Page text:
Girlfriend break-ups can be just as traumatizing as regular old break-ups with boys. The process is even similar: the anger, sadness, mourning, and finally, acceptance. While you may not have left precious clothes, expensive facial lotion, or significant jewelry at her house, you do feel like a real part of your soul missing as there’s really nothing like a good girlfriend. What exactly happens when we decide (or our friend decides) we’re just not a good fit anymore?Girlfriend break-ups are just a fact of life as we grow up. Ask your Mom if she has any. No doubt she’ll share a story or two with you; mine shared one with me recently. It seems to happen when either lifestyles change or physical distance is present. We women are notorious for self-reinvention every couple years and also simply changing naturally—whether it’s the way we look or what we do—we incorporate new behaviors and people into our lives as we mature. And not all of our friends are supportive, unfortunately.
A friend recently told me she experienced a girlfriend break-up because her friend felt she had become boring; she stopped drinking during the week. Their every Thursday wine date spontaneously combusted and her friend flat out couldn’t deal with it. Another friend lost a friend who seemed to “disappear in the night”—I lost one like that, too. Puzzling and disappointing.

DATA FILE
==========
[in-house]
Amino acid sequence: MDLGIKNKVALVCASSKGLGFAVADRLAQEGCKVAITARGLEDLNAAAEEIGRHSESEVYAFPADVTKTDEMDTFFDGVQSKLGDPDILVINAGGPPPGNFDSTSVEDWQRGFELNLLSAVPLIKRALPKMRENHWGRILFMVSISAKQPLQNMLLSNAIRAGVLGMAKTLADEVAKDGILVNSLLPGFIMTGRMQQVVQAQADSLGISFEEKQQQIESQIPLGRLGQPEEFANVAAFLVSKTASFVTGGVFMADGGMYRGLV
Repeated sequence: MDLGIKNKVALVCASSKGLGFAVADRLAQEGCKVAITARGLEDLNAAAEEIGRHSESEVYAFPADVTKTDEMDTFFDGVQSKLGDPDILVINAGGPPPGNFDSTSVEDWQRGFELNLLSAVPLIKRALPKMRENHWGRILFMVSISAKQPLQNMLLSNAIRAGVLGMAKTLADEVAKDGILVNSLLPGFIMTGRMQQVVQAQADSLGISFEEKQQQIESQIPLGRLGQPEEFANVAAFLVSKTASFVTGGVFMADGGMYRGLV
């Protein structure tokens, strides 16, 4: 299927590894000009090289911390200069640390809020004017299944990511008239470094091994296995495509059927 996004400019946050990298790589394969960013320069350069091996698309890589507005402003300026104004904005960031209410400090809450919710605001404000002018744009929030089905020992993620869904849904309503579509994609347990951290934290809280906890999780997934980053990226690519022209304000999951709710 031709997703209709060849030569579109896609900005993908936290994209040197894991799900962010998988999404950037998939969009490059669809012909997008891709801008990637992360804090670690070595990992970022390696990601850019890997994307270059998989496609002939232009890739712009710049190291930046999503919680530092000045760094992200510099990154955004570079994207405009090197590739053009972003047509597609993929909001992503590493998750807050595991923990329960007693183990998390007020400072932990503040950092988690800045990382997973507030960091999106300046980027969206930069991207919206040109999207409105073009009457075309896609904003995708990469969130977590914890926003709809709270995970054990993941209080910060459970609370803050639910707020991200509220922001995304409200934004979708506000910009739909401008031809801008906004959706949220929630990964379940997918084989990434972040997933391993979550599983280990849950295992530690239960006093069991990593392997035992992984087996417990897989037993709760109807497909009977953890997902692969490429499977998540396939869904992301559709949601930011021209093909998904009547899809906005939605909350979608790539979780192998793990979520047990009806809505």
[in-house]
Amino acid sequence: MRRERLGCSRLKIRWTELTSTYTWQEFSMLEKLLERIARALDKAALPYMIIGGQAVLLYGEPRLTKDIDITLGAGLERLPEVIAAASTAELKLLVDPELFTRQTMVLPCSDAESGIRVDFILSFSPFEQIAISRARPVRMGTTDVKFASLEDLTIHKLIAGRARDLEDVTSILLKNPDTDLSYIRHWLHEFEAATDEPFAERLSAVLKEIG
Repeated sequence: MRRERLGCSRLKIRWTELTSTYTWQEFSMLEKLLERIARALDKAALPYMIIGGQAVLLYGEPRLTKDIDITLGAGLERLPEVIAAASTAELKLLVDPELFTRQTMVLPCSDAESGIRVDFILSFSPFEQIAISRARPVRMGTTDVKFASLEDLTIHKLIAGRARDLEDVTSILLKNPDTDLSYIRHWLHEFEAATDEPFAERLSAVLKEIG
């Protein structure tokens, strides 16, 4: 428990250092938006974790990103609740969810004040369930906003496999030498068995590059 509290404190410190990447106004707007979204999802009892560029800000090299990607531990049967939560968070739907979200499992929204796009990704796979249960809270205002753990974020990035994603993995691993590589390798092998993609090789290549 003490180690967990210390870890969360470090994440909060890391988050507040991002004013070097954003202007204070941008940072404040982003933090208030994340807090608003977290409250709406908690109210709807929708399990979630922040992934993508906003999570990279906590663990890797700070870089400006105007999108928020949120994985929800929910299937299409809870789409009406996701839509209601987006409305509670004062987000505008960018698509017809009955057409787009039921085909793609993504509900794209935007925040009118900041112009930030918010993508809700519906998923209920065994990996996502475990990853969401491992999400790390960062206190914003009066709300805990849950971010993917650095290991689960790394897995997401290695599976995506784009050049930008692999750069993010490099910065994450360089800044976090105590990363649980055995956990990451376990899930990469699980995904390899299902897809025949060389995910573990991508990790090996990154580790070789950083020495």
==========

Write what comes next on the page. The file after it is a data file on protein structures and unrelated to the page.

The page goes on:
My most painful girl friend break-up happened about four years ago when I sadly realized she cared more about the men in her life (or lack thereof) than supporting me during a family tragedy. The experience was enough for me to say “no more” and cut ties with her after a long and emotional conversation. The sadness I experienced for a full year was much like some of my break-ups with boys; I would look through pictures and do a mixture of laugh and tear up, go over fun times in my head, and even search her on social networking sites to see how she was doing. But that only made me sadder! Though each time I did the math and went through “our last time together,” I realized that we’d simply changed too much and this experience was too deep a scar for both of us to move on. In fact, we both tried at separate times to “kiss and make up,” but it was just too late. By then, we’d each grown awkward toward one another and had probably listened to too much advice from the circles around us.
It seems the best cure for surviving a girlfriend break-up is to look around and take inventory for the friends we do have. I sometimes look at the girlfriends I am blessed with and wonder, “What did I do to deserve each and every one of them?” A true girlfriend can truly make your world go round. But, like romantic relationships, friendships are as precious as potted flowers. They need to be watered and given proper light and nurturing. If they’re not cared for, they can wither away with the changing seasons.
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